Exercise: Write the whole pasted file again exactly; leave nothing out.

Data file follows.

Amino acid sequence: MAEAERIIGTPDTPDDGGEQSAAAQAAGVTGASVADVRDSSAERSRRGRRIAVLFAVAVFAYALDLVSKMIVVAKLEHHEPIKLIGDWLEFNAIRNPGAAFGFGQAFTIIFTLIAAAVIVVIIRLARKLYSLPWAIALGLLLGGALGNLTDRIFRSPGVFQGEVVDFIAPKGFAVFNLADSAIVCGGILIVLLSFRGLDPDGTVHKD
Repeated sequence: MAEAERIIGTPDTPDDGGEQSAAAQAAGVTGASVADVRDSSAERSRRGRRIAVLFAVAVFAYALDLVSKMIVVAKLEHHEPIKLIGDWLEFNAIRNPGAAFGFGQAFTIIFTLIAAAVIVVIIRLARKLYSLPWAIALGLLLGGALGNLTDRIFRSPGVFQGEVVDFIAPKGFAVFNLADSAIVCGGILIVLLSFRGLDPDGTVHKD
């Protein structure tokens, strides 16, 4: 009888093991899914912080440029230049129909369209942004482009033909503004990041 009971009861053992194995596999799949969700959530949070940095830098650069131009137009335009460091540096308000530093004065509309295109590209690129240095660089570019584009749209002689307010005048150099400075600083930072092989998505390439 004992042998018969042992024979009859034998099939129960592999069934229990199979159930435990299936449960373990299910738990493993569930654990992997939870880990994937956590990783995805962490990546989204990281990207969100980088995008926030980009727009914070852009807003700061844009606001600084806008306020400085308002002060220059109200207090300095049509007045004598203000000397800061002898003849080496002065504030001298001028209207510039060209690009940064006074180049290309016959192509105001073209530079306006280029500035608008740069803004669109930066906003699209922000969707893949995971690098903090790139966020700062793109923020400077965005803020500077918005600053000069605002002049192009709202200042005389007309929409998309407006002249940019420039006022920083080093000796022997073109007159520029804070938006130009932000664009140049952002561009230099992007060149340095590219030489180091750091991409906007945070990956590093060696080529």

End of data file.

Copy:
Amino acid sequence: MAEAERIIGTPDTPDDGGEQSAAAQAAGVTGASVADVRDSSAERSRRGRRIAVLFAVAVFAYALDLVSKMIVVAKLEHHEPIKLIGDWLEFNAIRNPGAAFGFGQAFTIIFTLIAAAVIVVIIRLARKLYSLPWAIALGLLLGGALGNLTDRIFRSPGVFQGEVVDFIAPKGFAVFNLADSAIVCGGILIVLLSFRGLDPDGTVHKD
Repeated sequence: MAEAERIIGTPDTPDDGGEQSAAAQAAGVTGASVADVRDSSAERSRRGRRIAVLFAVAVFAYALDLVSKMIVVAKLEHHEPIKLIGDWLEFNAIRNPGAAFGFGQAFTIIFTLIAAAVIVVIIRLARKLYSLPWAIALGLLLGGALGNLTDRIFRSPGVFQGEVVDFIAPKGFAVFNLADSAIVCGGILIVLLSFRGLDPDGTVHKD
């Protein structure tokens, strides 16, 4: 009888093991899914912080440029230049129909369209942004482009033909503004990041 009971009861053992194995596999799949969700959530949070940095830098650069131009137009335009460091540096308000530093004065509309295109590209690129240095660089570019584009749209002689307010005048150099400075600083930072092989998505390439 004992042998018969042992024979009859034998099939129960592999069934229990199979159930435990299936449960373990299910738990493993569930654990992997939870880990994937956590990783995805962490990546989204990281990207969100980088995008926030980009727009914070852009807003700061844009606001600084806008306020400085308002002060220059109200207090300095049509007045004598203000000397800061002898003849080496002065504030001298001028209207510039060209690009940064006074180049290309016959192509105001073209530079306006280029500035608008740069803004669109930066906003699209922000969707893949995971690098903090790139966020700062793109923020400077965005803020500077918005600053000069605002002049192009709202200042005389007309929409998309407006002249940019420039006022920083080093000796022997073109007159520029804070938006130009932000664009140049952002561009230099992007060149340095590219030489180091750091991409906007945070990956590093060696080529």